A system of payment by results was “not well suited” for Ministry of Justice (MoJ) probation service contracts, according to the National Audit Office (NAO).
In a report the NAO said the MoJ’s contracts with Community Rehabilitation Companies (CRCs) were designed to encourage innovation, but they transferred risks that “CRCs were not well placed to manage”.
The NAO said activity levels fell over the course of the contract, meaning CRC income from the MoJ fell, and the MoJ “overestimated CRCs’ ability to reduce their costs as their income fell”.
The report said activity levels fell by 15-48% two years into the contracts, which began in 2015, against a modelled 2%. The decline was partly the result of changing sentencing practices, where community sentences are in long-term decline.
“The scale of the fall in activity volumes and the consequential financial impact has put CRCs under financial pressure and affected their willingness to invest in probation services and implement their transformation plans,” said the report.
The MoJ expected to pay CRCs up to £3.7bn over the life of the contracts, which were originally set to run to 2021-22. But by August 2018 it forecast it would pay £2.3bn to December 2020, when the contracts will now end after being cancelled.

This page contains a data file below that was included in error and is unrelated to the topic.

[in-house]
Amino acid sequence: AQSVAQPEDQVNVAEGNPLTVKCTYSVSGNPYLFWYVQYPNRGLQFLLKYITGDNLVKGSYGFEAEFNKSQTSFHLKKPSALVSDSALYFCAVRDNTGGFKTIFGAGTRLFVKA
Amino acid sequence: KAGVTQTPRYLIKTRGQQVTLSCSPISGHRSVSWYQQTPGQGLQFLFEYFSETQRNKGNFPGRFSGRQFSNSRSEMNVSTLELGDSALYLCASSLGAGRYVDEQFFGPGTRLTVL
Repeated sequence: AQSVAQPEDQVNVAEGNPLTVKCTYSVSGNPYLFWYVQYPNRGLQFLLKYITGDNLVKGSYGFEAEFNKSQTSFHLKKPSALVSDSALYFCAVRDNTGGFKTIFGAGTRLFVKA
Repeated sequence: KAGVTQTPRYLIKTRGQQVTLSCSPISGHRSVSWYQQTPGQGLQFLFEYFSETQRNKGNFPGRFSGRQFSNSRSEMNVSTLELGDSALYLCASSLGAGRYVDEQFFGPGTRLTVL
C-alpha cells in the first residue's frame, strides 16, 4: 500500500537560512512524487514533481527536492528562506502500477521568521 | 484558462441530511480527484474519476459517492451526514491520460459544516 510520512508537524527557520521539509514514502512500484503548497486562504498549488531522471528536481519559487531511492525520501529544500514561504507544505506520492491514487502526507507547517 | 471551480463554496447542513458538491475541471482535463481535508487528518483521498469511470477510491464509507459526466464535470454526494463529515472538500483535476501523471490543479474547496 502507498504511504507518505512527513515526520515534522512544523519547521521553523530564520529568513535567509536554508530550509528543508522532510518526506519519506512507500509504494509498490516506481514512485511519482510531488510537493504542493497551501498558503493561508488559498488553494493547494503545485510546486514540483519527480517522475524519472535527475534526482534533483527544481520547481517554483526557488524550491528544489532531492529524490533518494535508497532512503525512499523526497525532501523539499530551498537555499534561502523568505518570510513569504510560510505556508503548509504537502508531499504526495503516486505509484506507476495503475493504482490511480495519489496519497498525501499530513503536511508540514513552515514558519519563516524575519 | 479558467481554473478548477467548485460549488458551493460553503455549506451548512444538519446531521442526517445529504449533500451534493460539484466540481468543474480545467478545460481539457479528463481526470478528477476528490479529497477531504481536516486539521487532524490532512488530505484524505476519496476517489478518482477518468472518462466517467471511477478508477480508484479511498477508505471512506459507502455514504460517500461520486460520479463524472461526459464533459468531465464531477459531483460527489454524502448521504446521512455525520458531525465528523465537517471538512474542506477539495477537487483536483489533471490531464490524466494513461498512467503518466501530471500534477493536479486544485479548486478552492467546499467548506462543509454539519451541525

The NAO said in March 2017 there was a 2.5 percentage point reduction in the proportion of reoffenders since 2011, but there was a 22% overall increase in the number of reoffences per reoffender.
The MoJ expected CRCs to cut reoffending by 3.7 percentage points over the life of the contracts, resulting in £10.bn of economic benefits, but by March 2017 just six of the 21 CRCs consistently achieved significant reductions.
In 2013 the MoJ began reforming probation services, creating CRCs to manage low or medium-risk offenders and the National Probation Service to manage those posing higher risks. Contracts were amended in 2017 to increase CRC income and stabilise failing services but last year the MoJ announced it would terminate the contracts 14 months early.
“In transferring volume risk the ministry had a poor understanding of CRCs’ cost bases,” said the report. “Both it and bidders had overestimated CRCs’ ability to reduce their costs as income fell. The ministry’s original assumption was that 20% of CRCs’ costs were fixed, but in June 2017 it amended the contracts to allow for average fixed costs reported by CRCs of 77%.
“The use of payment by results was intended to transfer the risk of successfully reducing reoffending to CRCs. But many of the steps necessary to achieve this outcome are not fully within their control. Offenders’ likelihood of reoffending is influenced by wider public services, such as support with housing, employment, mental health, and substance misuse.”
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